Omniman wrote:At my work and as a personal experience I swear Atheros is the worst brand for wireless cards. We have been actively swapping out any laptops the company owns with Intel ones and that seems to resolve the issue. What I love is when people bring personal machines in and get angry when they can't connect and of course they have an Atheros card! Anyone else have issues with this brand?
There are a number of issues with any chipset that isn't Intel, though Intel had some issues at times with various chipsets themselves.
Atheros depends on the quality of the card's construction, not just the chipset, and there are plenty of cheap, crappy vendors. Broadcomm has its issues too; I probably have half a dozen Dell WLAN 1390 laptop cards I yanked and replaced because of issues with them, and the WLAN 1501 (wireless-N Broadcomm) isn't a whole lot better. There are some RA-Link options out there too, I haven't played with them enough to say much, but I don't use them because if I can use Intel, I do.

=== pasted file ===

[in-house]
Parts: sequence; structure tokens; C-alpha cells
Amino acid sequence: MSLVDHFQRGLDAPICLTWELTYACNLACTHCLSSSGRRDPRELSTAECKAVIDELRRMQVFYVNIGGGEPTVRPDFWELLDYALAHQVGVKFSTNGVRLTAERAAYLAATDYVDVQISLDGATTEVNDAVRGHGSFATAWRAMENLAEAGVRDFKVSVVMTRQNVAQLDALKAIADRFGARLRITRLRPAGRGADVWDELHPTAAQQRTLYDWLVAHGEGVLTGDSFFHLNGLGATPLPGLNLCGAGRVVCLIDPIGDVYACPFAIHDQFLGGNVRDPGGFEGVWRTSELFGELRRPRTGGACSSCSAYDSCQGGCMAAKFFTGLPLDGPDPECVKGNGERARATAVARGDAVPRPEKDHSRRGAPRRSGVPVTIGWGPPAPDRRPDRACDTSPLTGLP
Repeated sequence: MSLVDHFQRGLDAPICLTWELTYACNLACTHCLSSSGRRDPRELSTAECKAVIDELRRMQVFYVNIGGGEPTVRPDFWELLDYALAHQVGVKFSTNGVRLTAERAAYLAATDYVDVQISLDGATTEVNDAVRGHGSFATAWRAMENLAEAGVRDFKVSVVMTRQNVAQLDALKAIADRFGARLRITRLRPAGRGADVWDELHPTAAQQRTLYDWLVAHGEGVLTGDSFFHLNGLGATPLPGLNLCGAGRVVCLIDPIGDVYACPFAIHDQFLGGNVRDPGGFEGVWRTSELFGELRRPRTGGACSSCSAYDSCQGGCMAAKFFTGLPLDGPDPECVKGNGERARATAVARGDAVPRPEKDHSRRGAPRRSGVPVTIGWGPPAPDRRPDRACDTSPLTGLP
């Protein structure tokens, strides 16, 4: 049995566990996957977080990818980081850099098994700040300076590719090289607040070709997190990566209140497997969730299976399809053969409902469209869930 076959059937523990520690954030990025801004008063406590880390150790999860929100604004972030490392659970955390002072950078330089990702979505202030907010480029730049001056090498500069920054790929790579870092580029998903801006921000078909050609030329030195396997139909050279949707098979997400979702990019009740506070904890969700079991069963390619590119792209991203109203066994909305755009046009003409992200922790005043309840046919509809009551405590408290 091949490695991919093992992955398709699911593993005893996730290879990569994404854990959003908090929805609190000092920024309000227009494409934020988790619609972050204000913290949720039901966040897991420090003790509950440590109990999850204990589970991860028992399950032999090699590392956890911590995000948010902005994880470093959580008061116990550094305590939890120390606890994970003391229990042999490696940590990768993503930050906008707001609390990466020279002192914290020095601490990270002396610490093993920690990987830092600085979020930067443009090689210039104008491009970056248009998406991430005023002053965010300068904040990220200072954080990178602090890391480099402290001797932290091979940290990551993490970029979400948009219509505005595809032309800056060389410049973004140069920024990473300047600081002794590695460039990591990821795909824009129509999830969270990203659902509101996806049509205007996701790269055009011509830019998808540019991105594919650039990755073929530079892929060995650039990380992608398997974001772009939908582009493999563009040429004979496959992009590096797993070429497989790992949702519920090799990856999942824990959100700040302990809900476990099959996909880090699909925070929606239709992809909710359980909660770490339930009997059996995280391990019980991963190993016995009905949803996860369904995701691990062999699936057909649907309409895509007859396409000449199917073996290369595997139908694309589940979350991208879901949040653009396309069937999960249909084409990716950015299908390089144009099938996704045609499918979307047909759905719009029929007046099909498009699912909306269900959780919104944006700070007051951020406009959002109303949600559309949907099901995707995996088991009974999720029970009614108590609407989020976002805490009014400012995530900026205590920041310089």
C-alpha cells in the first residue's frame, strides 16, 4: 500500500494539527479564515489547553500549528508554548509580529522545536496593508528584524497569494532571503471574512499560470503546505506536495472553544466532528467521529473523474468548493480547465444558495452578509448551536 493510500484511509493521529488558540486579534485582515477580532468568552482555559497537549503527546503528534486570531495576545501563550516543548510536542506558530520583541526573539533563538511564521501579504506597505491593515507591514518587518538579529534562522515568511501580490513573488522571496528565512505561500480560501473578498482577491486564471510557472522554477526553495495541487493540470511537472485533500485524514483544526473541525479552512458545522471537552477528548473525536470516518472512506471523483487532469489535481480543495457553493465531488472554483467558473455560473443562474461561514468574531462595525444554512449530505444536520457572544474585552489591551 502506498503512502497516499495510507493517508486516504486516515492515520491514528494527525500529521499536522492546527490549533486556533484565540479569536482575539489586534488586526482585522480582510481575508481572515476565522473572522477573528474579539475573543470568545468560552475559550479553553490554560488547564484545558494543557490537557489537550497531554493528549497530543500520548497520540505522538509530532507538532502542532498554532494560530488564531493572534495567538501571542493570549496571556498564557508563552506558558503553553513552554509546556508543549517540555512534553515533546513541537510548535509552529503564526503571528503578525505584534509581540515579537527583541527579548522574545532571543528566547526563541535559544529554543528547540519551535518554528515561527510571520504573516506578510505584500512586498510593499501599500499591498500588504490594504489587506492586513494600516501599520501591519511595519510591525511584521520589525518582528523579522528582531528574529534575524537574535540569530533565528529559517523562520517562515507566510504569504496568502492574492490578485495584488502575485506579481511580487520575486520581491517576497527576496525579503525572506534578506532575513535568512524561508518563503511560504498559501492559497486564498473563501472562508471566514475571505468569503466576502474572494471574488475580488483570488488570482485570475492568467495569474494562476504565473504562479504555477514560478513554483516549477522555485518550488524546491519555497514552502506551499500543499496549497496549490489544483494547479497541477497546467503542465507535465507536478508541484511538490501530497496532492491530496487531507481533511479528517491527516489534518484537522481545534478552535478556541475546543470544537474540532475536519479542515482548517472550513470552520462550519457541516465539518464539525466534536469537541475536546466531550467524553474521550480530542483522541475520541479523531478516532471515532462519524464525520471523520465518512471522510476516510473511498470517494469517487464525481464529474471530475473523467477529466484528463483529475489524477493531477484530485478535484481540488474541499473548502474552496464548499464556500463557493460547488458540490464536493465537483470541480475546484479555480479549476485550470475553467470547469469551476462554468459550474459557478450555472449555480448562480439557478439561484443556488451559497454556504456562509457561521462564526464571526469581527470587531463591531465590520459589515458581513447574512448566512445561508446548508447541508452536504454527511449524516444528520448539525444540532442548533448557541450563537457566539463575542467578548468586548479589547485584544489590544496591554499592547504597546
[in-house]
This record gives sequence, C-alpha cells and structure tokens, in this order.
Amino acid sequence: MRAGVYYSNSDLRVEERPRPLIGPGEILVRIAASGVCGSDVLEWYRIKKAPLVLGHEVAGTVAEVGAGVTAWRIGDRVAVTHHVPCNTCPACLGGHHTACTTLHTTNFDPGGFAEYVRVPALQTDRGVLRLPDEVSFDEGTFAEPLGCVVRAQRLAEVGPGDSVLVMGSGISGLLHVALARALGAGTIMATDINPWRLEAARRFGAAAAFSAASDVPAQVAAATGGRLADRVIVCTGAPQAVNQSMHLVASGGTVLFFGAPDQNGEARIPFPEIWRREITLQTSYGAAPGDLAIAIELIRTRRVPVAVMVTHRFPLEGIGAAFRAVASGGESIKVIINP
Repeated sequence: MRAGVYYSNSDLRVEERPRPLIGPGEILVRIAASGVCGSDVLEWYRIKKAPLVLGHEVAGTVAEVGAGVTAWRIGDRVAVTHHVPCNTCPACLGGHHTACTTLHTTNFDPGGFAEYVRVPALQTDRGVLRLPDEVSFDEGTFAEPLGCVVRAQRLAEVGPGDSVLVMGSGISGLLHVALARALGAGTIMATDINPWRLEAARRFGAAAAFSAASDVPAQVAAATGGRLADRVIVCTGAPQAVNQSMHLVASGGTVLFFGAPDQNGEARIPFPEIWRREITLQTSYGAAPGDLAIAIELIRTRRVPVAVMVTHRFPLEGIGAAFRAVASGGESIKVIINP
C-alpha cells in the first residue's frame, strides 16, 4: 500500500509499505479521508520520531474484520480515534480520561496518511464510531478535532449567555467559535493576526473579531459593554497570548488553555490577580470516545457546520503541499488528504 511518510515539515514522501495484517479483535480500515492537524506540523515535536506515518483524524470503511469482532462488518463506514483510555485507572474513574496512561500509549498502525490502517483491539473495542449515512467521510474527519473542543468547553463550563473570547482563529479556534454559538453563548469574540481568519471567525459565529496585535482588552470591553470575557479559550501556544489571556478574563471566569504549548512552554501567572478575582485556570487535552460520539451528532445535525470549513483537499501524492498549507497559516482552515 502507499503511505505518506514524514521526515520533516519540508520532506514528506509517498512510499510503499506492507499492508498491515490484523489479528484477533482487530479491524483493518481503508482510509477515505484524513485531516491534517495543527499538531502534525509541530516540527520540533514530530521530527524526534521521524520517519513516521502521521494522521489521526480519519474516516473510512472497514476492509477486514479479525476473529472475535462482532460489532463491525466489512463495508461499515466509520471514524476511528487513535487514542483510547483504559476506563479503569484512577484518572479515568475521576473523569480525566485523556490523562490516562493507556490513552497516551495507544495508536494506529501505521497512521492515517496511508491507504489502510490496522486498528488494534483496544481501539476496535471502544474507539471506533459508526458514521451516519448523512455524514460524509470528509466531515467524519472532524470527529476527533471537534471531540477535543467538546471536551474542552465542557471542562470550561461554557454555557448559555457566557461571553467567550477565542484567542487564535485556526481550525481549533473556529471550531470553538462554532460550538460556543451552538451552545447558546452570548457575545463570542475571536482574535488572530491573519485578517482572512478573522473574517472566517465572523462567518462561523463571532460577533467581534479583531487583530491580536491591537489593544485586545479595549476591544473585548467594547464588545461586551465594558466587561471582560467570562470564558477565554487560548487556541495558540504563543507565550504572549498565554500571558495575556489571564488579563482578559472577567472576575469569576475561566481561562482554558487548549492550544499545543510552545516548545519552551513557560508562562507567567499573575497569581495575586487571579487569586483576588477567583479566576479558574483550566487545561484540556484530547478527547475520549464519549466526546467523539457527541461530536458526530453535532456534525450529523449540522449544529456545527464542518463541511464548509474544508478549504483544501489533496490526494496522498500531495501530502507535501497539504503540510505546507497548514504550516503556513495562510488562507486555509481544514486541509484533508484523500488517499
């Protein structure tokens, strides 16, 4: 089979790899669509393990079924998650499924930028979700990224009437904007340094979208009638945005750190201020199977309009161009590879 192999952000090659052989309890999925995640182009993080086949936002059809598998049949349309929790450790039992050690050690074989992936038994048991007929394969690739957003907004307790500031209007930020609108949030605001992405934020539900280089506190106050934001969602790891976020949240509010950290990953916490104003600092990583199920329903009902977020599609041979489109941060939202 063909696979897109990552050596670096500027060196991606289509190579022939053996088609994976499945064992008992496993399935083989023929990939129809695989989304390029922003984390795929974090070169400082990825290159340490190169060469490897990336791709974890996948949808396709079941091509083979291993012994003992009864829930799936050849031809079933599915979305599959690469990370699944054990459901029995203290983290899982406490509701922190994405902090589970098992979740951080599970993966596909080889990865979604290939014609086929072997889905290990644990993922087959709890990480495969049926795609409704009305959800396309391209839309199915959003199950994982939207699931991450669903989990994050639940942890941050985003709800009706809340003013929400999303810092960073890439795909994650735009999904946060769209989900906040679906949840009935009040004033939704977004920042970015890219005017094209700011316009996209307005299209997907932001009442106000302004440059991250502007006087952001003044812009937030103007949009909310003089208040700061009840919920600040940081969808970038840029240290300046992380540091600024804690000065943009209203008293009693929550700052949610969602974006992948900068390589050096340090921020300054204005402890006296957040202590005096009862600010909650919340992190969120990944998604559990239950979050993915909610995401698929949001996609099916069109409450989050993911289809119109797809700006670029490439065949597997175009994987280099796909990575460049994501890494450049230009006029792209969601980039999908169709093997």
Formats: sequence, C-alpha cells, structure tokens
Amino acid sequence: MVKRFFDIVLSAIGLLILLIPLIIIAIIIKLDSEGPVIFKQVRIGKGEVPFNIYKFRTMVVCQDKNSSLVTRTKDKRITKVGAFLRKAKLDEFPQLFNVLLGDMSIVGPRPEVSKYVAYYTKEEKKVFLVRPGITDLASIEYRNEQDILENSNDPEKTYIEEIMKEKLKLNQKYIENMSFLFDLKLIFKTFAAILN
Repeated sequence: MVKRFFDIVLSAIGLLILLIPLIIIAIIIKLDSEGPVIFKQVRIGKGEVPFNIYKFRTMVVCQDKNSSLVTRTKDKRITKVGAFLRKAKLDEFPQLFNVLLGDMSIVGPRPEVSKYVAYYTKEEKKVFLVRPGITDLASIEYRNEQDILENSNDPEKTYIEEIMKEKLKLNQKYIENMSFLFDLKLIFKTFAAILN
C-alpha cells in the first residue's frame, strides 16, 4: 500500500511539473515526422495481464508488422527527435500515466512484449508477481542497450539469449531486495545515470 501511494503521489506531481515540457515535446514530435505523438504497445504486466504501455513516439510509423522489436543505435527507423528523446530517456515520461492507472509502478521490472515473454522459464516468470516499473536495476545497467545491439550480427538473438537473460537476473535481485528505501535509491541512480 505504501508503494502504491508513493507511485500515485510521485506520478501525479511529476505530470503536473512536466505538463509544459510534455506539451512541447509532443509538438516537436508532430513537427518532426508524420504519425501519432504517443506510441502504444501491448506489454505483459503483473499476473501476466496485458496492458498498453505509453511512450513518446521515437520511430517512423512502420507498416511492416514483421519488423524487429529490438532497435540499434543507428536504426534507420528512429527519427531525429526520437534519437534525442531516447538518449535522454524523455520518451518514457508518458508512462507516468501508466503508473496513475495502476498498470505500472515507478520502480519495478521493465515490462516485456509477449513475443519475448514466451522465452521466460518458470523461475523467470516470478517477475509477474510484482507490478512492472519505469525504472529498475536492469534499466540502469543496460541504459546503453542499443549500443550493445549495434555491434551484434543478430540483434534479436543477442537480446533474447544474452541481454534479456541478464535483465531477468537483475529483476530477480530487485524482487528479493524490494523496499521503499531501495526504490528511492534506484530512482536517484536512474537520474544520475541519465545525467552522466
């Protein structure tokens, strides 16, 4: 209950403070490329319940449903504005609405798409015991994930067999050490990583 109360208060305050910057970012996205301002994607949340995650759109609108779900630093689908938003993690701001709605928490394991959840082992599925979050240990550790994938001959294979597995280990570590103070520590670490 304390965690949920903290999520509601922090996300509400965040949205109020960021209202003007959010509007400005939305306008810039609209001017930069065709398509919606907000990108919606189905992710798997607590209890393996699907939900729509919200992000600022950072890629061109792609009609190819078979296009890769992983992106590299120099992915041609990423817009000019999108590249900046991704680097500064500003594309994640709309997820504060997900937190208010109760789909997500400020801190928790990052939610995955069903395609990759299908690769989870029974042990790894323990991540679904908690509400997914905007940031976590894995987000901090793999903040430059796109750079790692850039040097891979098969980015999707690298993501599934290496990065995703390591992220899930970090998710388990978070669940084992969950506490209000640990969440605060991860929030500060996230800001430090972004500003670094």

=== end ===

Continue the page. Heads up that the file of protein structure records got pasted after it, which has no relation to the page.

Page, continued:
I've had Atheros cards for the Lenovo ThinkPad T60 and T61 that worked fairly well, but the quality control and shielding on the cards was far higher-grade than, say, an Atheros card made for an Acer laptop. And you'll find your home users often cheap out on laptops, resulting in cheap wireless cards.
One note - Dell is the least picky about swapping/upgrading wireless cards in laptops. You can put a lot of different cards in without issue. Toshiba, HP, and Lenovo all key their BIOS to require their-branded version of a wireless card (e.g., you need a Lenovo-branded Intel 5300, not an OEM-Intel); if the card isn't recognized (either due to manufacturer, or to being much newer or older than the laptop), the laptop won't boot. Workarounds include using a modified BIOS (which is what I did so my SO's ThinkPad SL could have a Lenovo Intel 6205), or in some cases, taping over (or using clear nail polish on) a certain pin or two on the wireless card.